Dassault is pressing ahead with the expansion of its service center network for Falcon business jets despite the severe downturn that business aviation is enduring. According to the French airframer, enough new aircraft deliveries are planned over the coming months and years to justify the addition of several centers, either factory-owned or -authorized, according to Dassault’s customer support senior executives. Another factor is that the company wants to be ready for the next upturn.
More Falcons flying from more bases has created a need for more skilled maintenance technicians all over the world. For the most part, it is unscheduled maintenance that is needed, said Jacques Chauvet, senior vice president for worldwide customer service.
Much of the demand to increase support infrastructure has come from emerging markets, some of which, notably Russia and Brazil, have become major new Falcon customer bases. In total, there are now five Dassault-owned centers (DAS, standing for Dassault Aircraft Services) and 28 authorized service centers (ASCs).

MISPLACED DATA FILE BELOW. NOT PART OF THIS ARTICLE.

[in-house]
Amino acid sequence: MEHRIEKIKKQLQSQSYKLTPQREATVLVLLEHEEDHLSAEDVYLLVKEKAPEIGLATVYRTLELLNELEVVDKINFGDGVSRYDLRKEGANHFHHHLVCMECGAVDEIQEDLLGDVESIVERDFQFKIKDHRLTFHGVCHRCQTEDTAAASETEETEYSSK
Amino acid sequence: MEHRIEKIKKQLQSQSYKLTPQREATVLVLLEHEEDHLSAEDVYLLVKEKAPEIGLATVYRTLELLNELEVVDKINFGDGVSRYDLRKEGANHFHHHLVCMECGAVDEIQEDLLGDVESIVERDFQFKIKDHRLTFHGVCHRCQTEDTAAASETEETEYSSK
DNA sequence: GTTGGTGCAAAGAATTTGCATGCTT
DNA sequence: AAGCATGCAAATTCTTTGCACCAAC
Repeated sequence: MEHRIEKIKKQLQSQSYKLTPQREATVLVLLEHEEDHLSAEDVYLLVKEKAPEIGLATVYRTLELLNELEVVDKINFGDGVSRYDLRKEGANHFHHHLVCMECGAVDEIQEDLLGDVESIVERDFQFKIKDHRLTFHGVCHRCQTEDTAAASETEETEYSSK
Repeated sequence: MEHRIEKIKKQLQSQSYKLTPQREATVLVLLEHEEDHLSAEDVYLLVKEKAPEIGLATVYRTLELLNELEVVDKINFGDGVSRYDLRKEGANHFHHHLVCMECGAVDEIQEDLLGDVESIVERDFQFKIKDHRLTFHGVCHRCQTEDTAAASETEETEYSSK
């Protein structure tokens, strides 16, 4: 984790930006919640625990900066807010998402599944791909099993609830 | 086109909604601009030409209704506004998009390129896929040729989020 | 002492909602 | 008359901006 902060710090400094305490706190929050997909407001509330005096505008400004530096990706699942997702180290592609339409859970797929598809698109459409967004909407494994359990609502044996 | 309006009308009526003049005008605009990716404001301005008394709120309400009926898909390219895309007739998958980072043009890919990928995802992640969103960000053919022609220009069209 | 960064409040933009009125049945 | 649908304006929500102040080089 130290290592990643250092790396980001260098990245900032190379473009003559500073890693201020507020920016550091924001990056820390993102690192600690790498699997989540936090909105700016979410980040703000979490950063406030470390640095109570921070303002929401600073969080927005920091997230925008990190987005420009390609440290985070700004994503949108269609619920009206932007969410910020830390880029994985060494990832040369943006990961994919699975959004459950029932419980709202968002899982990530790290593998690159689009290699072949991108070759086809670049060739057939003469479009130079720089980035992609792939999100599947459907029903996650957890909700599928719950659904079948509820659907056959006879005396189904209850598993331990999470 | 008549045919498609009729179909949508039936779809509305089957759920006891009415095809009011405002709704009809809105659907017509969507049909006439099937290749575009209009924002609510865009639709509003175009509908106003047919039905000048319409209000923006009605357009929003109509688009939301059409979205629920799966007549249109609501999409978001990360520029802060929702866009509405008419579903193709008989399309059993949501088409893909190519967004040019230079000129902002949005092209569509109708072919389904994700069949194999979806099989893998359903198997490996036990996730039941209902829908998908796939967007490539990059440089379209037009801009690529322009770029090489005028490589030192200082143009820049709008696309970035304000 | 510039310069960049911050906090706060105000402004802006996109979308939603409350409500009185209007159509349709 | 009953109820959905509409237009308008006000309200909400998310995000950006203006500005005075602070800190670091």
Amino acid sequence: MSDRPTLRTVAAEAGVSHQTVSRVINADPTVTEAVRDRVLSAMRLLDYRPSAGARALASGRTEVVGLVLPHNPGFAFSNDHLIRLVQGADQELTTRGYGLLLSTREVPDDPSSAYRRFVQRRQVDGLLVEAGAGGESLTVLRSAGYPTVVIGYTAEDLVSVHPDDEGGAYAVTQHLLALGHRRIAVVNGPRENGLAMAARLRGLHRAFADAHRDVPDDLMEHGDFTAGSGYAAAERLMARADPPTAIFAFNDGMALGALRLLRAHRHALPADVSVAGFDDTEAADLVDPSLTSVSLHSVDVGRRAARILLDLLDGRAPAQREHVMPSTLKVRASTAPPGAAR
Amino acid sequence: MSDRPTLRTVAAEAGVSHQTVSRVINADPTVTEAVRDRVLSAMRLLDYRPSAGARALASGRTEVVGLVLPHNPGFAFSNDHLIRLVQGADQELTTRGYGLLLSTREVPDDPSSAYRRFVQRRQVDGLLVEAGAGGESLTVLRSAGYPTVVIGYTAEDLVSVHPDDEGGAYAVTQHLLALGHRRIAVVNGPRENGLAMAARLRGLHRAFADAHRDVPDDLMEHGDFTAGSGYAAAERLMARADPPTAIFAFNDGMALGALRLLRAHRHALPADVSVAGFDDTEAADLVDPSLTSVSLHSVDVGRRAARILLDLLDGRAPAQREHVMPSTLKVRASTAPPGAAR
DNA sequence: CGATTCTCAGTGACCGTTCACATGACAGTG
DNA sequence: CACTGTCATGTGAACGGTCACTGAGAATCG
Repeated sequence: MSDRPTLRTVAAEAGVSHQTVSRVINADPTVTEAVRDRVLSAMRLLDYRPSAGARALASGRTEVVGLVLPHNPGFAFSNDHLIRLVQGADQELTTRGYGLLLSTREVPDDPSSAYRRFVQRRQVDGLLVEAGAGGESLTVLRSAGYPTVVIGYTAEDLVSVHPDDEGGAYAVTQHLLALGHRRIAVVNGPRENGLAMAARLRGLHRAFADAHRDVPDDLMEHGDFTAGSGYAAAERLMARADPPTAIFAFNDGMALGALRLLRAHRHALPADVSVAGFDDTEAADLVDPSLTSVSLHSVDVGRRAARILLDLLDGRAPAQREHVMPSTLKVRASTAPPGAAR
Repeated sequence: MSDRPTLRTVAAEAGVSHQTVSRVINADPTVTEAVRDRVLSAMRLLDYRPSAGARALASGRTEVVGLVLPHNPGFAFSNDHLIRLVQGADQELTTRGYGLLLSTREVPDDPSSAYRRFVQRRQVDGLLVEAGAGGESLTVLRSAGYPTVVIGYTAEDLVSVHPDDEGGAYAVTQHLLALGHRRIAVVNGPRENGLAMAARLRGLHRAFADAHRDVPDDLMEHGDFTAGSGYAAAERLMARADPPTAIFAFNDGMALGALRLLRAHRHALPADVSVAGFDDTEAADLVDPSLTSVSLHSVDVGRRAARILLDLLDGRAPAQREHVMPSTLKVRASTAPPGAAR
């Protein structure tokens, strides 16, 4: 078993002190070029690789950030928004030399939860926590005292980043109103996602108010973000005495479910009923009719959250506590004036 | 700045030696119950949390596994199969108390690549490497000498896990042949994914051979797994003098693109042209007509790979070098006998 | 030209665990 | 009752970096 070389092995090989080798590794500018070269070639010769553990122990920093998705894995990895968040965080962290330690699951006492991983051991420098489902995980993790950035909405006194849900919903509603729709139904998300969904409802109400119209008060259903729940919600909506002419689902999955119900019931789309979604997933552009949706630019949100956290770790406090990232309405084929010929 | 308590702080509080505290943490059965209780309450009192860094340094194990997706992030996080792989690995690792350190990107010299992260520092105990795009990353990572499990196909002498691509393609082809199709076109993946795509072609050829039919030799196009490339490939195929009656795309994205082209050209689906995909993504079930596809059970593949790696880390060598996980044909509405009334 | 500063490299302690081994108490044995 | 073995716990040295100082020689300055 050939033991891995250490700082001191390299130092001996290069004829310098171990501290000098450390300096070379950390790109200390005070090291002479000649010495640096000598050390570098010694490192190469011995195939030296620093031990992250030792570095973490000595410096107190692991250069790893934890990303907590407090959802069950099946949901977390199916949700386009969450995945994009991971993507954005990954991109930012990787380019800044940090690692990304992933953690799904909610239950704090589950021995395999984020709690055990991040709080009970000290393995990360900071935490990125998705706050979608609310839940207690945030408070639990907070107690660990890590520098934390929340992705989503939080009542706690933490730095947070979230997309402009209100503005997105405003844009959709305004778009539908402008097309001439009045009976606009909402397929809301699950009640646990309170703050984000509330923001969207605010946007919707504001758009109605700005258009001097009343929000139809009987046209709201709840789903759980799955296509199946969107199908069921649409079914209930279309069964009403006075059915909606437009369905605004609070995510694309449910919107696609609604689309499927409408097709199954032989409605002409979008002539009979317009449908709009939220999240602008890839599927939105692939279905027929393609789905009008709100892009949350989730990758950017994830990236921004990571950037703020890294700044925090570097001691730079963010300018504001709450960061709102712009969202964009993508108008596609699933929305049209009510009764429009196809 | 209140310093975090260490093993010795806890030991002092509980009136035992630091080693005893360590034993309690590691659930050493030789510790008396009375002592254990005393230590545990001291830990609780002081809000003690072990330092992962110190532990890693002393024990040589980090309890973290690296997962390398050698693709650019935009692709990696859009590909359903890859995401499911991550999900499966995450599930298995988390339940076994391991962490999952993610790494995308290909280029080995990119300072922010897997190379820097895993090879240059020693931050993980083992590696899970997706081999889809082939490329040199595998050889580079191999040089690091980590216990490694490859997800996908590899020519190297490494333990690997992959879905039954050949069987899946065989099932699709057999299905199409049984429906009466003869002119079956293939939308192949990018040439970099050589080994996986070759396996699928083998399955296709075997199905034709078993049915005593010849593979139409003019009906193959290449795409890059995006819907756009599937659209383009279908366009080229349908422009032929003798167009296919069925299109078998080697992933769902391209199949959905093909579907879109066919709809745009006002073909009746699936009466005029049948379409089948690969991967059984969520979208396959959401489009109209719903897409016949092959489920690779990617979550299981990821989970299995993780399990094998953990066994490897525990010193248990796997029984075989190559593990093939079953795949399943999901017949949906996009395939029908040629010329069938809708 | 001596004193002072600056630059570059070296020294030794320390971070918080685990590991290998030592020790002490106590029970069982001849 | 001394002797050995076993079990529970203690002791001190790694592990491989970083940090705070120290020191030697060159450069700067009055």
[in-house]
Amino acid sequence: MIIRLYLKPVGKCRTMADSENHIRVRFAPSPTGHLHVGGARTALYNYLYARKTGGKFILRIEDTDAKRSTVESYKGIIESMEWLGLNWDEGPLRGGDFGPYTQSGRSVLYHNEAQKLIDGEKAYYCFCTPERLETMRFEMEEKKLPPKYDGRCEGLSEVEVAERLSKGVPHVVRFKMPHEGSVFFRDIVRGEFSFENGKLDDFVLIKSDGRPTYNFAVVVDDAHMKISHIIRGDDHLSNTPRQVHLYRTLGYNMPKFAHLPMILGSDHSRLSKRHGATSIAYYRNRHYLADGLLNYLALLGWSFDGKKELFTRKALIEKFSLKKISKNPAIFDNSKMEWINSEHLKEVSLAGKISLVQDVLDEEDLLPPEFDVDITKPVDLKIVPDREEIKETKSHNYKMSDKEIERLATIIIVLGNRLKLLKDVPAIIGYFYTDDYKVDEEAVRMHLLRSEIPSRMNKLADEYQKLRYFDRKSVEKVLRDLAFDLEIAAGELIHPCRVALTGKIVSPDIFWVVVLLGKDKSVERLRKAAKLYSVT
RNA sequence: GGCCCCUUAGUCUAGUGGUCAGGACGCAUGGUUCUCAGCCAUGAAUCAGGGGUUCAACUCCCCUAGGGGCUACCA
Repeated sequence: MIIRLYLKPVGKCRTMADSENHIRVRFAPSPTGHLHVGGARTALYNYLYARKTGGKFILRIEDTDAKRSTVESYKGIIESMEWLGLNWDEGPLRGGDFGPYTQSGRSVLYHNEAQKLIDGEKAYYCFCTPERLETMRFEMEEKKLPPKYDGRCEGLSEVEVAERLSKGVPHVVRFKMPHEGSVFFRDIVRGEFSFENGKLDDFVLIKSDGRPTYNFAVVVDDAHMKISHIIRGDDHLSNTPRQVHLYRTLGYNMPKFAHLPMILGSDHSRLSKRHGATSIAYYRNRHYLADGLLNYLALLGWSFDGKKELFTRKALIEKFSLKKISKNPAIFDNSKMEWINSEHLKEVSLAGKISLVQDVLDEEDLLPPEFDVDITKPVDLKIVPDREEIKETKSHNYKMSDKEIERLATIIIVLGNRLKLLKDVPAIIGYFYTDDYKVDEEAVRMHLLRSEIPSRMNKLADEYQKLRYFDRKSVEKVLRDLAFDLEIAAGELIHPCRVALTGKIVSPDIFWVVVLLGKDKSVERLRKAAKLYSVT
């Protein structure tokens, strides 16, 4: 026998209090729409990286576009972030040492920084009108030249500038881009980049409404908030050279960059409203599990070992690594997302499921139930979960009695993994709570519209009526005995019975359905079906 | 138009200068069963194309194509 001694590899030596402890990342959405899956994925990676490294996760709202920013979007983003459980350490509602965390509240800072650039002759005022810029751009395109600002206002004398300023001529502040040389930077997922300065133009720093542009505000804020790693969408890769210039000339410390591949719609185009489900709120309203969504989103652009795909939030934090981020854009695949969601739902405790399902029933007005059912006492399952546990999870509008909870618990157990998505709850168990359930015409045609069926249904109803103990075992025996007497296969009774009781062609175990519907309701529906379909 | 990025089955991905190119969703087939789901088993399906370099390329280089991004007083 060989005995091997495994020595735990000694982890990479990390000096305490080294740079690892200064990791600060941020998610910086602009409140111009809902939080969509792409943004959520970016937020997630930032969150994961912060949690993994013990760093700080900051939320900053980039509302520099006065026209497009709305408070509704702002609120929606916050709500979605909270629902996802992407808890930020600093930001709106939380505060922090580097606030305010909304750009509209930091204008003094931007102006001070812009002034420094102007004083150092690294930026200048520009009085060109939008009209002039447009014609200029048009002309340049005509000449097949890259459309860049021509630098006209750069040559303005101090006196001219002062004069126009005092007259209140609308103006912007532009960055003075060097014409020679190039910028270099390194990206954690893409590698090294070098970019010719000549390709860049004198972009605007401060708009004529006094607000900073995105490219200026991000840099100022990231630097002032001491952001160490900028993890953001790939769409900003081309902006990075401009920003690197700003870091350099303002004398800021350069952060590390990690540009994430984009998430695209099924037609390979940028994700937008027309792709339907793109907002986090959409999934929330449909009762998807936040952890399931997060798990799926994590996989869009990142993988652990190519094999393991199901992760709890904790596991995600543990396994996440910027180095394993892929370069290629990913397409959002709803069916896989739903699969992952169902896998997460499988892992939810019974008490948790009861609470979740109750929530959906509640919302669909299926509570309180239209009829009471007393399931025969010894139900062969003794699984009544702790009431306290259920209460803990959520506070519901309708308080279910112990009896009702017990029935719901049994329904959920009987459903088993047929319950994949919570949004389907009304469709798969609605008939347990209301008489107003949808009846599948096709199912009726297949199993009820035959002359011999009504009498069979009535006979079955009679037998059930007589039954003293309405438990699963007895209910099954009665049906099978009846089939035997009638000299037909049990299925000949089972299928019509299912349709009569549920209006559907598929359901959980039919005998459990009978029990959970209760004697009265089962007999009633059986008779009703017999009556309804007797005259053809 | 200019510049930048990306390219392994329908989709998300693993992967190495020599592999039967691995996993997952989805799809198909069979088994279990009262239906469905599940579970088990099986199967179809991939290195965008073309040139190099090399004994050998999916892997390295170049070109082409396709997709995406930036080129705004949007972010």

“It would have been unrealistic to want, at every service center, full capabilities from line maintenance to major overhauls,” said Chauvet. The first level is a line maintenance service center, which can perform quick (up to one week turnaround time) repairs like airframe and engine troubleshooting. It is dedicated to operations that are aimed at releasing the aircraft back into service as swiftly as possible. It also can perform scheduled inspections up to 2A+ checks.
A major service center adds capabilities such as inspections up to B checks. It also may maintain engines and APUs according to OEM authorization. Those repairs can take as long as two to three weeks.
Finally, heavy service centers may perform inspections up to C checks. They are approved to carry out major repairs, modifications, paint, refurbishing and upgrades.
Dassault estimates at 15 to 20 percent the proportion of Falcons that are maintained outside the network of factory- owned and -authorized service centers. For example, a number of out-of-production models (such as Falcon 10s and 20s) are still flying in the U.S. and their operators often have full-fledged flight departments to maintain them or work with nonfactory-authorized maintenance shops.